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Settlement may mean lower e-book prices

Prices of e-books could be poised to decline by as much as 30 percent. Above, Amazon’s Kindle Fire e-reader.

Mark Lennihan/associated press/file 2011

Prices of e-books could be poised to decline by as much as 30 percent. Above, Amazon’s Kindle Fire e-reader.

The $69 million deal to settle charges that publishers conspired to fix prices of electronic books could mean that digital volumes sold by Amazon.com and other online retailers will become much less costly for consumers.

The settlement sets the stage for retailers, rather than publishers, to determine prices for many e-books, and for the cost to consumers to drop as much as 30 percent.

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Although higher unit prices help drive profits for publishers, online retailers like Amazon have historically sold e-books at below cost in efforts to gain market share and drive the adoption of e-reading devices like the Kindle.

It was Amazon’s discount pricing that prompted a group of the largest US book publishers and Apple Inc. to change their pricing model in 2010. The ensuing rise in e-book prices caught the attention of the Department of Justice and attorneys general across the country, who filed a number of lawsuits that alleged publishers colluded to fix prices.

Continuing legal actions and the settlement reached Wednesday between three major publishers and 54 attorneys general could free Amazon and other online retailers to again lower the prices of e-books.

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“The price reductions are already happening,” said Michael Norris, a senior analyst in the Trade Books Group at Simba Information, a market research firm in Stamford, Conn. “Amazon is already starting to lower the prices of e-books.”

Other e-book retailers like Barnes&Noble.com and Kobo Inc. will face pressure to lower prices “to keep up with Amazon,” he said. “It could turn into a race to the bottom.”

Retailers had sold e-books through a wholesale distribution model in which they set the retail prices. Amazon.com took advantage of that model to sell e-books at bargain prices — frequently $9.99 — to gain a bigger share of the young market and to promote its new line of Kindle e-book readers.

In early 2010, however, as Apple was preparing to launch its iPad tablet computer and its own iBookstore, it negotiated with five of the six largest book publishers — Penguin, Macmillan, Hachette Book Group, Simon & Schuster, and HarperCollins — to make their e-books available using the so-called agency model, in which the publishers set the prices for ­e-books, usually $12.99 to $14.99.

Amazon did not respond to requests for comment, but the giant online retailer issued a statement in April saying it planned to reduce e-book pricess after the Department of Justice revealed its settlement with Hachette Book Group, Simon & Schuster Inc., and HarperCollins Publishers LLC — the same three publishers that settled Wednesday with the attorneys general. Macmillan Publishers and Penguin Group declined to settle with federal authorities and along with Apple are still being sued by the government.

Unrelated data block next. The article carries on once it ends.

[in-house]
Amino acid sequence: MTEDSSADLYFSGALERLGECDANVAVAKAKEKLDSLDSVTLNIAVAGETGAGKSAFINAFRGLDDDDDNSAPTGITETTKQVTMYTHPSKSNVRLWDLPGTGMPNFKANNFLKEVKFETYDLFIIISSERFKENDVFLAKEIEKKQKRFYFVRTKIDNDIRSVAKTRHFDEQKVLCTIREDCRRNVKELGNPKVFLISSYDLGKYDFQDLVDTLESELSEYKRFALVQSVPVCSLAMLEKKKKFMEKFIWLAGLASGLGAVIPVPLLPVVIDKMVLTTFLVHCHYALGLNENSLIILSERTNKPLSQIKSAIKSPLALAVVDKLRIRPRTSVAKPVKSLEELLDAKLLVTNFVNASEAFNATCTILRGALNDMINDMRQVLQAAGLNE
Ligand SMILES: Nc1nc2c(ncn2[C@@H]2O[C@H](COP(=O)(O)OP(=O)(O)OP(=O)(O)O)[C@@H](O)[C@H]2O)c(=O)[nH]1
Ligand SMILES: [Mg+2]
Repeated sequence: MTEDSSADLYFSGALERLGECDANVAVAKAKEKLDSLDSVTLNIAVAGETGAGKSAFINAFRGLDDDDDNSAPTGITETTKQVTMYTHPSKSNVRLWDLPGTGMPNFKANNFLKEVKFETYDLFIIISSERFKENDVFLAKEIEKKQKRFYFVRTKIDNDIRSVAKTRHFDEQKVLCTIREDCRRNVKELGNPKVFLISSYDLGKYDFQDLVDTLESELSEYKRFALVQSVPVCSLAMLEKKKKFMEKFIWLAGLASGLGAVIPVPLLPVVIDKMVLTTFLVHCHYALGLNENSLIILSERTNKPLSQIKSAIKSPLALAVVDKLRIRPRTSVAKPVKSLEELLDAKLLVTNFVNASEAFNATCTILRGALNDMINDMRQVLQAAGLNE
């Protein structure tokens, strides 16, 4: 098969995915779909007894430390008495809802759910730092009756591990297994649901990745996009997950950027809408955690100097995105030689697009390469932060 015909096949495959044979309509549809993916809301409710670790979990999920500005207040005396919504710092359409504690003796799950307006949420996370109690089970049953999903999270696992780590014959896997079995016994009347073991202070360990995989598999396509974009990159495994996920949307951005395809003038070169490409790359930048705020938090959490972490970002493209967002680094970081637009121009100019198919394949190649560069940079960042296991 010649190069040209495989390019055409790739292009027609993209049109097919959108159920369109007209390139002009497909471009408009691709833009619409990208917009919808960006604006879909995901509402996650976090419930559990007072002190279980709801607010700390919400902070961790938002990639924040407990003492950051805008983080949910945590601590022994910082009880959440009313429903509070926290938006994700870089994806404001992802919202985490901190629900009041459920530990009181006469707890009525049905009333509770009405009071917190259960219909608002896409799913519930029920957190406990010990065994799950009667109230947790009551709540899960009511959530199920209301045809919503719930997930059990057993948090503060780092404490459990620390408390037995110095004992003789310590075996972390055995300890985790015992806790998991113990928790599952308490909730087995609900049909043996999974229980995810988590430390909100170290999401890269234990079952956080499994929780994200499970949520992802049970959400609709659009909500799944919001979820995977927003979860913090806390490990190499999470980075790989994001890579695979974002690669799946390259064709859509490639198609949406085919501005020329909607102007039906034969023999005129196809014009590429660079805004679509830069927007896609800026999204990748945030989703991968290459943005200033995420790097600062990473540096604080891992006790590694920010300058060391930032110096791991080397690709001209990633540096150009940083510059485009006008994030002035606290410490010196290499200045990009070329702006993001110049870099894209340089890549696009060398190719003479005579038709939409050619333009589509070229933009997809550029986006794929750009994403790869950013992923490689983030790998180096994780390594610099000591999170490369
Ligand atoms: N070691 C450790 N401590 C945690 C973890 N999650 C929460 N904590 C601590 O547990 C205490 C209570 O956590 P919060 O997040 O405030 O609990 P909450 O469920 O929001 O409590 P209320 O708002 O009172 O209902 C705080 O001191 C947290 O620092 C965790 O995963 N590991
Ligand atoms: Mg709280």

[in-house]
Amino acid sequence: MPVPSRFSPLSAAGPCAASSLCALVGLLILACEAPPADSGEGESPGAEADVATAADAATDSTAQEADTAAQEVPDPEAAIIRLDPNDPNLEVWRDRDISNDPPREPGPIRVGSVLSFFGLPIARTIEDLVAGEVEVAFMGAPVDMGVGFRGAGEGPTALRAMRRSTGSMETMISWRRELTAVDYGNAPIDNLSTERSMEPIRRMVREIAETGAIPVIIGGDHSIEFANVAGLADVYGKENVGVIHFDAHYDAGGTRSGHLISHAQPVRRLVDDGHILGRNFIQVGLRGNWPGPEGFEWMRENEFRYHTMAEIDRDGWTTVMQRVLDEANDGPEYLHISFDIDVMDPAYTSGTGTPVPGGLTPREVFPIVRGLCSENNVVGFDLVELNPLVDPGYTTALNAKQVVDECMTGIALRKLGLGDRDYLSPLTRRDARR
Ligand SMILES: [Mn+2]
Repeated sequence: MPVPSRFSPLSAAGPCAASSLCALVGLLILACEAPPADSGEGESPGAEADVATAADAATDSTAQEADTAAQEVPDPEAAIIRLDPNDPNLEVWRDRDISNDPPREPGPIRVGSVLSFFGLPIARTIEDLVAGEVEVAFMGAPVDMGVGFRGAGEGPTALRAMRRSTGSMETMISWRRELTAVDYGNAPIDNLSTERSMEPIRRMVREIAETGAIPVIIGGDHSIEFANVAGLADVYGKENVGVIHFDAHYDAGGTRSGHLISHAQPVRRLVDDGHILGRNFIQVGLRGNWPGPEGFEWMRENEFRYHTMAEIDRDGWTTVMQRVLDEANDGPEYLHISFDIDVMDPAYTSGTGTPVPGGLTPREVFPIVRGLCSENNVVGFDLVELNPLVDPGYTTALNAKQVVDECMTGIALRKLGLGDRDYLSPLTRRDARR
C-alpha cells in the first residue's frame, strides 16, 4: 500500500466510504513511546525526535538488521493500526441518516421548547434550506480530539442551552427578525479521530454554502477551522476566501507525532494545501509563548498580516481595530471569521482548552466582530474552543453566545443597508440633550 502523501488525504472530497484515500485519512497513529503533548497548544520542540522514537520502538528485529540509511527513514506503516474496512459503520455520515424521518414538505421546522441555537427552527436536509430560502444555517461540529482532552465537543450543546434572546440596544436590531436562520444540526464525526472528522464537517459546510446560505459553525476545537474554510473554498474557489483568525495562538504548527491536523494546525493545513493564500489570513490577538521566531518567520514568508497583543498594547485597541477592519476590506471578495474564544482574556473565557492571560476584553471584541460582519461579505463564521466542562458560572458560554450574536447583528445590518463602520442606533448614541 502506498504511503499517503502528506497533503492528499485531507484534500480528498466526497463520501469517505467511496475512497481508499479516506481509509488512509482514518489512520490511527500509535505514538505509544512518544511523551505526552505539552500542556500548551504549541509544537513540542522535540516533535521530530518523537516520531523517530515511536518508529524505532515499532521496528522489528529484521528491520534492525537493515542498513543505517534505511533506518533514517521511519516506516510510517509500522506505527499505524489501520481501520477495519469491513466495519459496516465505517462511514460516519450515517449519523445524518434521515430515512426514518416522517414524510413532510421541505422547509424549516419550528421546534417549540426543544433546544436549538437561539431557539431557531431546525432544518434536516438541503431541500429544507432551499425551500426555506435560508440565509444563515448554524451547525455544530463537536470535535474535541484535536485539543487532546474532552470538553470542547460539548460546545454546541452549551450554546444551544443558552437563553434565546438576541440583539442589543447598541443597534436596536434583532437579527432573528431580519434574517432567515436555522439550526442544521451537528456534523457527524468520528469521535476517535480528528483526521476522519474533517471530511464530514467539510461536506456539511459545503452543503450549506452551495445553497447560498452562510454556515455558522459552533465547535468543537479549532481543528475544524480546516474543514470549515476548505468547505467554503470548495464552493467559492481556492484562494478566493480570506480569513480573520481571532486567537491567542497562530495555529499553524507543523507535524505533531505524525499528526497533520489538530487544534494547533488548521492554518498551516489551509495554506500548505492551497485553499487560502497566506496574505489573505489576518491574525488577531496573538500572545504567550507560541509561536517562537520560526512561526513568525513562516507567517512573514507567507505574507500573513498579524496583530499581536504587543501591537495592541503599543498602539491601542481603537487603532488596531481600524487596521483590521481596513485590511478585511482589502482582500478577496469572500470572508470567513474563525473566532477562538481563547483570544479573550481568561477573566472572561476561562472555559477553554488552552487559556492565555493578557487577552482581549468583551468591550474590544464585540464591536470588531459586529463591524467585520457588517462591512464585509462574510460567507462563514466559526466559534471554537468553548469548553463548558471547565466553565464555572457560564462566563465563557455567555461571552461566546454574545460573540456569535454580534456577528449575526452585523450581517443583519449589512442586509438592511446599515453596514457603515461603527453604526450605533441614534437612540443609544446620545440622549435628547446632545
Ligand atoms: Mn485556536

Neither of the two settlements has yet been approved by the courts, but the settlement with the state attorneys general requires the publishers to distribute refunds to e-book purchasers, as account credits or checks.

The payouts to e-book buyers will be small, ranging from 25 cents for each non-bestseller sold more than a year after its publication date to $1.32 from every book on The New York Times bestseller list between April 1, 2010 and May 21, 2012.

And it will take some time before those refunds are issued, as legal actions against some publishers continue.

“Consumers aren’t going to see any payouts right now,” said Laura Hazard Owen, who covers e-book publishing for paidContent, an online publication that covers the digital media. “There’s still a lot of waiting ahead.”

The Department of Justice filed its price-fixing suit against Apple and five publishers in US District Court in New York in April. The same day, three of the publishers — HarperCollins, Simon & Schuster, and Hachette — elected to settle with the department.

A month later, Massachusetts Attorney General Martha Coakley joined 33 other attorneys general in a similar complaint, charging Penguin, Macmillan, and Apple with collusion to raise e-book prices.

Hachette, HarperCollins, and Simon & Schuster were not named in the complaint because talks toward the settlement reached Wednesday were already underway.

The three publishers have agreed to refunds totaling about $69 million — including more than $2 million that will go to Massachusetts customers, Coakley said in a statement Wednesday.

The payout applies to readers who bought e-books from Macmillan and Penguin, even though those two publishers are not settling.

The settlement “paves the way for restitution for consumers harmed by the scheme and restores competition in the e-book market by promoting competition among retailers,” she said.

Still unsettled, however, are the suits by the state attorneys general and the Department of Justice against Penquin, Macmillan, and Apple Inc.

Of the five publishers involved in the lawsuits, only one responded to a request for a comment. A spokesperson for HarperCollins wrote in an e-mail that the company “did not violate antitrust laws but made a business decision to settle to avoid the expense and distraction of litigation.”

Whenever these cases are resolved, the actions will have been worthwhile, said Edgar Dworsky, the founder of ­ConsumerWorld.org, a consumer resource guide.

“When retailers or manufacturers conspire to set prices, consumers lose,” he said. “So this is a good result.”

D.C. Denison can be reached at denison@globe.com.
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